Sprains and Strains Statistics & Facts

Traumatologist applying bandage to sprained ankle

Sprains and Strains Statistics & Facts

Learning about sprains and strains facts and stats, their causes and available treatment options can help make it easier for you identify these soft tissue injuries and decide on the best course of treatment for your patient.

Sprains and strains are common kinds of soft tissue injuries. The parts of the body that are most likely to be affected are muscles, tendons, and ligaments. Often, these soft tissue injuries occur as a result of exercise, sports or other activities. Chronic conditions like tendinitis and bursitis can also cause soft-tissue injury injuries. Even with appropriate treatment, sprains and strains may still require a prolonged amount of time to heal1.

Sprains and Strains – Just The Facts

Sprains and strains are considered acute soft tissue injuries, meaning they are a result of sudden trauma such as falls, twists, or blows to the body. Examples of acute injuries include sprains, and strains. These two types of injuries can vary in severity.1

Strains1

Strains are injuries to muscle and/or tendon. Strains often occur in the back or leg.

Strains may be a simple stretch of a muscle or tendon. They may also involve a partial or complete tear of the tendon or muscle. Symptoms may include pain, muscle spasm, muscle weakness, swelling, inflammation, and cramping.

Sprains1

When a ligament is stretched and/or torn it’s called a sprain. The ankles, knees, and wrists are areas of the body that are most vulnerable to sprains.

There are three severities of sprains:1

  • Mild - Grade 1: There may be some damage and slight stretching to the fibers of the ligament.
  • Moderate - Grade 2: There may be a partial tearing of the ligament and abnormal looseness (laxity) in the joint if it is moved in certain ways.
  • Severe - Grade 3: There is a complete tear of the ligament, causing substantial instability.

Sprains and strains are typically accompanied by pain, bruising, swelling, and inflammation.

Sprains and Strains – Causes

Participating in contact sports puts athletes at risk for hamstring strains. Sports that require quick starts, like hurdling, long jumping, and running, also can put people at risk for muscle strains.1

Sports that require extensive gripping, such as gymnastics, tennis, rowing, and golf, can result in hand sprains. Elbow strains frequently occur from racquet sports like tennis or squash.1

Sprained ankles can occur when the foot turns inward which puts a lot of tension on the ligaments of the outer ankle. A sudden twist can cause a sprained knee. If a patient has fallen with an outstretched hand, they might have sprained their wrist.1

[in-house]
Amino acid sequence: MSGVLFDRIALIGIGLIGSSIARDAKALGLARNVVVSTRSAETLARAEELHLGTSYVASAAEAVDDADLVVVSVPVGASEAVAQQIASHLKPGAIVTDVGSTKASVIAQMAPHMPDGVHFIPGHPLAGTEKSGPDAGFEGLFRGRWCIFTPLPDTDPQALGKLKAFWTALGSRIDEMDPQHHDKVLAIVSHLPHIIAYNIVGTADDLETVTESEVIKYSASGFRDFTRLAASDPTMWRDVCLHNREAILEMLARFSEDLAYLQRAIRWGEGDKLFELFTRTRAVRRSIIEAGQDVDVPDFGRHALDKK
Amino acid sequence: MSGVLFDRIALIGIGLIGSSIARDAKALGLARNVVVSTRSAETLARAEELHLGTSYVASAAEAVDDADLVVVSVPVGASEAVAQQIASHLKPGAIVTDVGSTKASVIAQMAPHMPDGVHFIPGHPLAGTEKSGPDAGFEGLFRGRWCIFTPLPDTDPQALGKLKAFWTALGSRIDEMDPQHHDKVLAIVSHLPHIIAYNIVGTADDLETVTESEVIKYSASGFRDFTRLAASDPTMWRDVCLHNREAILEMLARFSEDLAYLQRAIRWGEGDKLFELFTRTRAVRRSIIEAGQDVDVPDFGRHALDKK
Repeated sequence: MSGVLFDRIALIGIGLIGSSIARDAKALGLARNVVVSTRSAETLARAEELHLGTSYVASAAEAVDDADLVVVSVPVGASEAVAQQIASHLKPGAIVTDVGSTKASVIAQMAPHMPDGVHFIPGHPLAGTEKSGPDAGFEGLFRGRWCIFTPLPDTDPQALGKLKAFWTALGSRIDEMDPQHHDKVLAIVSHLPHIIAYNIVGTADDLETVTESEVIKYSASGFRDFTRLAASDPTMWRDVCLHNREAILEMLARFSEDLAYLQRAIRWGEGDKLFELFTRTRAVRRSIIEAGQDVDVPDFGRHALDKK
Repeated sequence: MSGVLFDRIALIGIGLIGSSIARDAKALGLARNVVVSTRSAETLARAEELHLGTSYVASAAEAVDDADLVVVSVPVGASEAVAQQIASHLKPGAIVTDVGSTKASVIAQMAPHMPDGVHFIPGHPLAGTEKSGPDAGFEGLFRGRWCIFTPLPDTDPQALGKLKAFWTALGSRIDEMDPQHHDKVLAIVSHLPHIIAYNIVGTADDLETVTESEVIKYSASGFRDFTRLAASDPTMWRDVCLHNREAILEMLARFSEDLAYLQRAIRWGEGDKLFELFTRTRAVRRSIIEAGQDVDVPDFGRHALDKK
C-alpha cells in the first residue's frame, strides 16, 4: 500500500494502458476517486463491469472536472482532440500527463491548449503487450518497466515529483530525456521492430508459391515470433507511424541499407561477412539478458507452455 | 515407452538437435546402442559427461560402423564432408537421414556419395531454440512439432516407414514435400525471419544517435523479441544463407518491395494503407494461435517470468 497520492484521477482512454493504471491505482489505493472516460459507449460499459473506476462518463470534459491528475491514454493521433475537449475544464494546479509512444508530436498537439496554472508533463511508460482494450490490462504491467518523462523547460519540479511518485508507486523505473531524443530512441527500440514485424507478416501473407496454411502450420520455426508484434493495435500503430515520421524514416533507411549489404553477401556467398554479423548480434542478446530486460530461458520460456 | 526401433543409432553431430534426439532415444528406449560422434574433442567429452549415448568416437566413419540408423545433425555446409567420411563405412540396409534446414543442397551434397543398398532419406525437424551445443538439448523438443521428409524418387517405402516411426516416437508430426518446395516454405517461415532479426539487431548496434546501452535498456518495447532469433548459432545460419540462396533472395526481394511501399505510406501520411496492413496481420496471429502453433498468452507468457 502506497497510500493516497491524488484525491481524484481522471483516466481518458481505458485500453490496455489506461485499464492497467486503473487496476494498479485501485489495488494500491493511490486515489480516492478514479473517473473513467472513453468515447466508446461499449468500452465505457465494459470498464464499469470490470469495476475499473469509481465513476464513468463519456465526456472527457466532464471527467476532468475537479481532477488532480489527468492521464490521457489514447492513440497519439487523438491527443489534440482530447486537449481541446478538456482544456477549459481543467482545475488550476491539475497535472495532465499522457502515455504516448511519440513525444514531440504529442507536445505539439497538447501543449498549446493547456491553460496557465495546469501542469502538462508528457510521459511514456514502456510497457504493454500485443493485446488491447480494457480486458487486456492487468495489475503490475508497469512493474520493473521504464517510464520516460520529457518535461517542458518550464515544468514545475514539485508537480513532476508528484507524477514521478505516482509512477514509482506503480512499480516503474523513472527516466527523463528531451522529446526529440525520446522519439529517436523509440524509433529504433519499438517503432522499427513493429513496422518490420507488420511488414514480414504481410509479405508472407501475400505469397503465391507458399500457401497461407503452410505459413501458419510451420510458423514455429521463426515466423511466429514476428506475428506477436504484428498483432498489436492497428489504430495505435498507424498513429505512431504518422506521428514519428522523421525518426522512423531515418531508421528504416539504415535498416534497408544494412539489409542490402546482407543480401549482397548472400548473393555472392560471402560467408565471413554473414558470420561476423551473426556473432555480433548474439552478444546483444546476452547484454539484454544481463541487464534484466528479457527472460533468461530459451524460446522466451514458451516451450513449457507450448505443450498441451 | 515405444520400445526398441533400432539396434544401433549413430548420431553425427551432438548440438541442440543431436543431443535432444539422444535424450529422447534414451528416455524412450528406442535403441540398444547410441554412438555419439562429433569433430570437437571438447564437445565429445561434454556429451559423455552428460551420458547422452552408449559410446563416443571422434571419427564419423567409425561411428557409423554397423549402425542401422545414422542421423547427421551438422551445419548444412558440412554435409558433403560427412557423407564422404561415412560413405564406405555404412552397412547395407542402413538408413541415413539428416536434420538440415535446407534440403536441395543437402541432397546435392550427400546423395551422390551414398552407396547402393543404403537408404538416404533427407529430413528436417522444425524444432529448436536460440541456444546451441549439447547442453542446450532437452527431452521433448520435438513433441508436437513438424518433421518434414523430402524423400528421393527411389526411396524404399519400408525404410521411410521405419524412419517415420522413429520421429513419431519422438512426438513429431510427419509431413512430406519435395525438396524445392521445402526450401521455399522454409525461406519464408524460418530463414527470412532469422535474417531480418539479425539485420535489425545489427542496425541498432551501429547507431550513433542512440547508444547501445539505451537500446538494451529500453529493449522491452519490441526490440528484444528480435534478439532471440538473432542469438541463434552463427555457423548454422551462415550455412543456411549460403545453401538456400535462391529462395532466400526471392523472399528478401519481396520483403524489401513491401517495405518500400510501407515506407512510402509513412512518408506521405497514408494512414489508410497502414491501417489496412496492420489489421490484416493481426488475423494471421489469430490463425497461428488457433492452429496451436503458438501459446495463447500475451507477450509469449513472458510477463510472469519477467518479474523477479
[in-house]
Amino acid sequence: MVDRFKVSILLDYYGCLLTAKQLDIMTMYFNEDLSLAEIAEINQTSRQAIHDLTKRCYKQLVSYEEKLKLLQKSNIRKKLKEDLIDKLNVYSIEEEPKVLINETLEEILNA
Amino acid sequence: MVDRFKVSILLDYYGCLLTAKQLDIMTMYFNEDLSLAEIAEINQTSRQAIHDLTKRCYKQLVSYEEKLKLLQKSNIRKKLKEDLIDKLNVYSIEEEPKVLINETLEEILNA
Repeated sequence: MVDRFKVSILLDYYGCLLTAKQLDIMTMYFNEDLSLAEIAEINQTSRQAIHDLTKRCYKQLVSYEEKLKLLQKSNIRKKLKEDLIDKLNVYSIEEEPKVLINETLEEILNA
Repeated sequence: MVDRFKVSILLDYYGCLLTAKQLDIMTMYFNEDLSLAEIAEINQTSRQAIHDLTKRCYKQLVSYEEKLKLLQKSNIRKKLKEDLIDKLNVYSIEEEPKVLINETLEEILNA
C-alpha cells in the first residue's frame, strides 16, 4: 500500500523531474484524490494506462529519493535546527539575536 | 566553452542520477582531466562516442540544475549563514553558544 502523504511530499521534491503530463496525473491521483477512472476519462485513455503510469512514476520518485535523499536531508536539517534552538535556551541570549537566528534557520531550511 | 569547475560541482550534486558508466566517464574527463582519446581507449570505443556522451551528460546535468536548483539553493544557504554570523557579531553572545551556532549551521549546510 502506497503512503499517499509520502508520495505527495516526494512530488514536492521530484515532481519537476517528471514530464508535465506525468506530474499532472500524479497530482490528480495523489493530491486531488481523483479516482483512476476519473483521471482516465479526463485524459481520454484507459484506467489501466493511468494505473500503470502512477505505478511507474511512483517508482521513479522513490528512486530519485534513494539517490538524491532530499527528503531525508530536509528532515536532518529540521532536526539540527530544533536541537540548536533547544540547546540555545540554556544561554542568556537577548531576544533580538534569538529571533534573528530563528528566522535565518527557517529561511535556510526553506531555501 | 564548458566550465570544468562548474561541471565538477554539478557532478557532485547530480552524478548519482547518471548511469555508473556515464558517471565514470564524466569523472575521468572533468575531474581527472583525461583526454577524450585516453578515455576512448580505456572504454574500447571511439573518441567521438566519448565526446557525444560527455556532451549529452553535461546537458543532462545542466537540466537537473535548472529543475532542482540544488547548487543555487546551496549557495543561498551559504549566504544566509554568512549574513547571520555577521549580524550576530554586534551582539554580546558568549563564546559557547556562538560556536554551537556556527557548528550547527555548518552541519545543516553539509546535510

Sprains and Strains – Treatment Options

The recommended treatment for a sprain and strain includes the RICE protocol:1

  • Rest. Discontinue the activity that caused the injury. If the injury is the leg, you may recommend that your patient use crutches to avoid bearing weight. The patient should rest as much as he or she can for 24-48 hours.
  • Ice. Apply ice to the injured area for 20 minutes at a time, several times a day. Ice should not be applied directly to the skin.
  • Compression. Wear an elastic compression bandage. This will help prevent additional swelling and blood loss.
  • Elevation. To reduce swelling, raise injury higher than the heart to help reduce swelling.

Simple follow-up exercises can help relieve pain and restore mobility. For severe strains or a complete tear, surgery may be required.

In addition to the RICE treatment, physical therapy may also be necessary. Moderate sprains may require a brace, walking boot or other ways to support the affected area. Grade 3 sprains may even require surgery.1

Sprains and Strains – By the Numbers

  • About 25,000 laborers sprain an ankle every day.2
  • Sprains and strains are the most common workplace injuries.2
  • Around 628,000 sprains happen annually.3
  • Ankle sprains are the most common sports-related injury overall.4
  • Sprains and strains account for 40% of all injuries in football.4
  • Sprains and strains are the most common injury related to soccer. These injuries can range from light sprains to torn ACLs.4
  • Average recovery time for a Grade 1 sprained ankle is 1–2 weeks.5
  • Average recovery time for a Grade 2 sprained ankle is 3–6 weeks.5
  • Average recovery time for a Grade 3 sprained ankle is several months.5

For additional concerns, learn more about causes, management, and resources for your patients

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